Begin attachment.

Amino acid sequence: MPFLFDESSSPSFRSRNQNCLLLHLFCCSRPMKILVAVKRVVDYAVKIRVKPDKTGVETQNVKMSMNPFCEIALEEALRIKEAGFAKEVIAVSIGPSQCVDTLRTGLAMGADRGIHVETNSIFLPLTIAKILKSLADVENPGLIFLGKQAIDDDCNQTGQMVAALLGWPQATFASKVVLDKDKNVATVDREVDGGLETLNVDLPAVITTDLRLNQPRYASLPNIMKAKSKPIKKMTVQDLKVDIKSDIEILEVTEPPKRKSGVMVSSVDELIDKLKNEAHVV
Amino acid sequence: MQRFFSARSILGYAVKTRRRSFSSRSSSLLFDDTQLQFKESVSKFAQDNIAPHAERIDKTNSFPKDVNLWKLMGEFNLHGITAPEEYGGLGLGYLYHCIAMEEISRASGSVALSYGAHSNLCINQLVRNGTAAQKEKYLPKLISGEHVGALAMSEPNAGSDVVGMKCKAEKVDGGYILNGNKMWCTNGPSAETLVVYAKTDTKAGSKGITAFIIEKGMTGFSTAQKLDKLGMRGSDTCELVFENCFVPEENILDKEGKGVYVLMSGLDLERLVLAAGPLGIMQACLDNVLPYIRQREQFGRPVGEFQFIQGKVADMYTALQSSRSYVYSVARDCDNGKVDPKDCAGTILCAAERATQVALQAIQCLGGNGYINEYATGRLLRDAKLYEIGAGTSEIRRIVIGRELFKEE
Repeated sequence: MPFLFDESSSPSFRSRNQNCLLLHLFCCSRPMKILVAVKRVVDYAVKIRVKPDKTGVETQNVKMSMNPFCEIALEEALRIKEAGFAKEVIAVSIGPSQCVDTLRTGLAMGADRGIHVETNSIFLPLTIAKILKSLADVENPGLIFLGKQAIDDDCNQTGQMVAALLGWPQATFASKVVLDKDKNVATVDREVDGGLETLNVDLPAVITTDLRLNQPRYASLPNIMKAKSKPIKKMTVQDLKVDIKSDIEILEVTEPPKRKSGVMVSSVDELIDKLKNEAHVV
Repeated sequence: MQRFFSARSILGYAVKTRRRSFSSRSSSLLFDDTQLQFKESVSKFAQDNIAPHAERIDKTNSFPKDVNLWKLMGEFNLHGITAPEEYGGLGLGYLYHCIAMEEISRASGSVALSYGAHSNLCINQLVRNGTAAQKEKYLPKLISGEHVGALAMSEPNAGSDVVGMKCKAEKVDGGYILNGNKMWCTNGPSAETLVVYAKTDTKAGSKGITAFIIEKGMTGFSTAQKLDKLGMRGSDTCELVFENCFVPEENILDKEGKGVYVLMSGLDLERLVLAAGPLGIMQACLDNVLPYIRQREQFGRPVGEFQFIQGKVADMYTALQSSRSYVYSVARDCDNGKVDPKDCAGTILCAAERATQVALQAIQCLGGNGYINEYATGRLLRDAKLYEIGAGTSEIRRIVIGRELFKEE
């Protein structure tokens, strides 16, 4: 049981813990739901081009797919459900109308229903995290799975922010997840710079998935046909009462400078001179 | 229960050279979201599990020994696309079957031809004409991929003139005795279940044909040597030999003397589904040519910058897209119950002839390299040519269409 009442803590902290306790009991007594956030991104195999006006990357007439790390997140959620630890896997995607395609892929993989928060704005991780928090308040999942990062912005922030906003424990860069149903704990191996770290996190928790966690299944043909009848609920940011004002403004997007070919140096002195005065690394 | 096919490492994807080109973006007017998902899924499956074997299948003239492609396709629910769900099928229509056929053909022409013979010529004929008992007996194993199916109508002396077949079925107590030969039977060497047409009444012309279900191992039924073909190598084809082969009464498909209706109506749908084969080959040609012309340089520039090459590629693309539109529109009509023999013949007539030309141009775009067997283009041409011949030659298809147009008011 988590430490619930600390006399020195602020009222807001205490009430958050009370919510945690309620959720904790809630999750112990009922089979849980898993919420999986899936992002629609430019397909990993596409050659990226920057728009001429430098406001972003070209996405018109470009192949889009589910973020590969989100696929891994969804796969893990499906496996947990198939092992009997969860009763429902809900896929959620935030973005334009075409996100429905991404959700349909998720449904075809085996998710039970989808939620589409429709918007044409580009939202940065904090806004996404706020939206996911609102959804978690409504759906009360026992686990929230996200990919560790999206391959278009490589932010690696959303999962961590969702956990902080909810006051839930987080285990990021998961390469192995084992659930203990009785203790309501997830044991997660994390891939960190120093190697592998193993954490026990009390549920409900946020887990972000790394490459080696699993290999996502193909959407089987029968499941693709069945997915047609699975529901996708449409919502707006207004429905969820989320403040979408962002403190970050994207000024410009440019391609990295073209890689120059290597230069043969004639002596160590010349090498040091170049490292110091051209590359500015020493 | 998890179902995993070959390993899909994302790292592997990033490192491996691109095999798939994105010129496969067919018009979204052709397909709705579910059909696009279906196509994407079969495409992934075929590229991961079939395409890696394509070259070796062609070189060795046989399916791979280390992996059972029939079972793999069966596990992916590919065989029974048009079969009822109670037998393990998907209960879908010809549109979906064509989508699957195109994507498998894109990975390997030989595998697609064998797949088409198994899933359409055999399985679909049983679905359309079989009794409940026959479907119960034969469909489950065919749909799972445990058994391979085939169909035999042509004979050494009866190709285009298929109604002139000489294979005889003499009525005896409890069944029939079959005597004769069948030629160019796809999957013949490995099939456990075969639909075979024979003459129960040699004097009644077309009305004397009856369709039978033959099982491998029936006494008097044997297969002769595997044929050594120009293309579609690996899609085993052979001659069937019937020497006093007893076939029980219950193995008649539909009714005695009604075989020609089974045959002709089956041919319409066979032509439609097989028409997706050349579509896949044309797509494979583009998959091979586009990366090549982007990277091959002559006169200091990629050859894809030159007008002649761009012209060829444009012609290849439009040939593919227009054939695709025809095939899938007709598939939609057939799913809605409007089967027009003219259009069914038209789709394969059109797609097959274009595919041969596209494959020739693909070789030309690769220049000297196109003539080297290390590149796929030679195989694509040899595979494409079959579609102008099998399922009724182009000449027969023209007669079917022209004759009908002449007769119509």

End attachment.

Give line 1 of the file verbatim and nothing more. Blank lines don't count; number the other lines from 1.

Amino acid sequence: MPFLFDESSSPSFRSRNQNCLLLHLFCCSRPMKILVAVKRVVDYAVKIRVKPDKTGVETQNVKMSMNPFCEIALEEALRIKEAGFAKEVIAVSIGPSQCVDTLRTGLAMGADRGIHVETNSIFLPLTIAKILKSLADVENPGLIFLGKQAIDDDCNQTGQMVAALLGWPQATFASKVVLDKDKNVATVDREVDGGLETLNVDLPAVITTDLRLNQPRYASLPNIMKAKSKPIKKMTVQDLKVDIKSDIEILEVTEPPKRKSGVMVSSVDELIDKLKNEAHVV